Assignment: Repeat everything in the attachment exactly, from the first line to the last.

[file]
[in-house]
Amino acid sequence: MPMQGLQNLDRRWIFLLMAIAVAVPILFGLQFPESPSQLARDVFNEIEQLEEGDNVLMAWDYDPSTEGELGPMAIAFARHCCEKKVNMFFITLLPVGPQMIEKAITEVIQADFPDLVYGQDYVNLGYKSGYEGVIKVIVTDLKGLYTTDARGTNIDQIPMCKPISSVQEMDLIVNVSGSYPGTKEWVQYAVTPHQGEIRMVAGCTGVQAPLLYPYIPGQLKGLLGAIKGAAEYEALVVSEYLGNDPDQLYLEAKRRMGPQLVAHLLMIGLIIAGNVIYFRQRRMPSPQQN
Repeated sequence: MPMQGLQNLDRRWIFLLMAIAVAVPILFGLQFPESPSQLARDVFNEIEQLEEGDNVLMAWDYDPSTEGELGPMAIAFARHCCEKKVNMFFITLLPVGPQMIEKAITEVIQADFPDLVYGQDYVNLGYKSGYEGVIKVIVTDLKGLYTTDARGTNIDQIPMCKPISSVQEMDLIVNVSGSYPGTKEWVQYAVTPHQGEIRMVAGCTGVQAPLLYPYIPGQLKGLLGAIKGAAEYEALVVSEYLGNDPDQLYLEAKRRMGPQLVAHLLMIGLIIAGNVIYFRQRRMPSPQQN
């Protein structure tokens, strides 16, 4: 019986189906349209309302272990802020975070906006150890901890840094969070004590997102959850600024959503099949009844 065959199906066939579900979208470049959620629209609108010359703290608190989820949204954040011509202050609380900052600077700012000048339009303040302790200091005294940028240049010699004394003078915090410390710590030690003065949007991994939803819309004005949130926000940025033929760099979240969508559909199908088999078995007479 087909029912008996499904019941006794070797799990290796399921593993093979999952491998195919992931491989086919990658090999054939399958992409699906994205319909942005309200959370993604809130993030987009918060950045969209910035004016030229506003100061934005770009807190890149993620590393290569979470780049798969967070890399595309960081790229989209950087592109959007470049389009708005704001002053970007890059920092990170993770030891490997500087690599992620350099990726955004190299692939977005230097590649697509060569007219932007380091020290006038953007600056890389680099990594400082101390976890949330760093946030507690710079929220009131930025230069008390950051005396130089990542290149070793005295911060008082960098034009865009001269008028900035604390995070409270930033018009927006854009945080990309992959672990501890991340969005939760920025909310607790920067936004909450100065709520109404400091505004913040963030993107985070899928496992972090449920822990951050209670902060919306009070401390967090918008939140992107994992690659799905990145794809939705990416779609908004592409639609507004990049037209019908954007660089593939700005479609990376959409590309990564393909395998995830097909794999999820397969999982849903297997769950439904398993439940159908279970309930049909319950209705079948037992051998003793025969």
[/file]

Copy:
[in-house]
Amino acid sequence: MPMQGLQNLDRRWIFLLMAIAVAVPILFGLQFPESPSQLARDVFNEIEQLEEGDNVLMAWDYDPSTEGELGPMAIAFARHCCEKKVNMFFITLLPVGPQMIEKAITEVIQADFPDLVYGQDYVNLGYKSGYEGVIKVIVTDLKGLYTTDARGTNIDQIPMCKPISSVQEMDLIVNVSGSYPGTKEWVQYAVTPHQGEIRMVAGCTGVQAPLLYPYIPGQLKGLLGAIKGAAEYEALVVSEYLGNDPDQLYLEAKRRMGPQLVAHLLMIGLIIAGNVIYFRQRRMPSPQQN
Repeated sequence: MPMQGLQNLDRRWIFLLMAIAVAVPILFGLQFPESPSQLARDVFNEIEQLEEGDNVLMAWDYDPSTEGELGPMAIAFARHCCEKKVNMFFITLLPVGPQMIEKAITEVIQADFPDLVYGQDYVNLGYKSGYEGVIKVIVTDLKGLYTTDARGTNIDQIPMCKPISSVQEMDLIVNVSGSYPGTKEWVQYAVTPHQGEIRMVAGCTGVQAPLLYPYIPGQLKGLLGAIKGAAEYEALVVSEYLGNDPDQLYLEAKRRMGPQLVAHLLMIGLIIAGNVIYFRQRRMPSPQQN
């Protein structure tokens, strides 16, 4: 019986189906349209309302272990802020975070906006150890901890840094969070004590997102959850600024959503099949009844 065959199906066939579900979208470049959620629209609108010359703290608190989820949204954040011509202050609380900052600077700012000048339009303040302790200091005294940028240049010699004394003078915090410390710590030690003065949007991994939803819309004005949130926000940025033929760099979240969508559909199908088999078995007479 087909029912008996499904019941006794070797799990290796399921593993093979999952491998195919992931491989086919990658090999054939399958992409699906994205319909942005309200959370993604809130993030987009918060950045969209910035004016030229506003100061934005770009807190890149993620590393290569979470780049798969967070890399595309960081790229989209950087592109959007470049389009708005704001002053970007890059920092990170993770030891490997500087690599992620350099990726955004190299692939977005230097590649697509060569007219932007380091020290006038953007600056890389680099990594400082101390976890949330760093946030507690710079929220009131930025230069008390950051005396130089990542290149070793005295911060008082960098034009865009001269008028900035604390995070409270930033018009927006854009945080990309992959672990501890991340969005939760920025909310607790920067936004909450100065709520109404400091505004913040963030993107985070899928496992972090449920822990951050209670902060919306009070401390967090918008939140992107994992690659799905990145794809939705990416779609908004592409639609507004990049037209019908954007660089593939700005479609990376959409590309990564393909395998995830097909794999999820397969999982849903297997769950439904398993439940159908279970309930049909319950209705079948037992051998003793025969």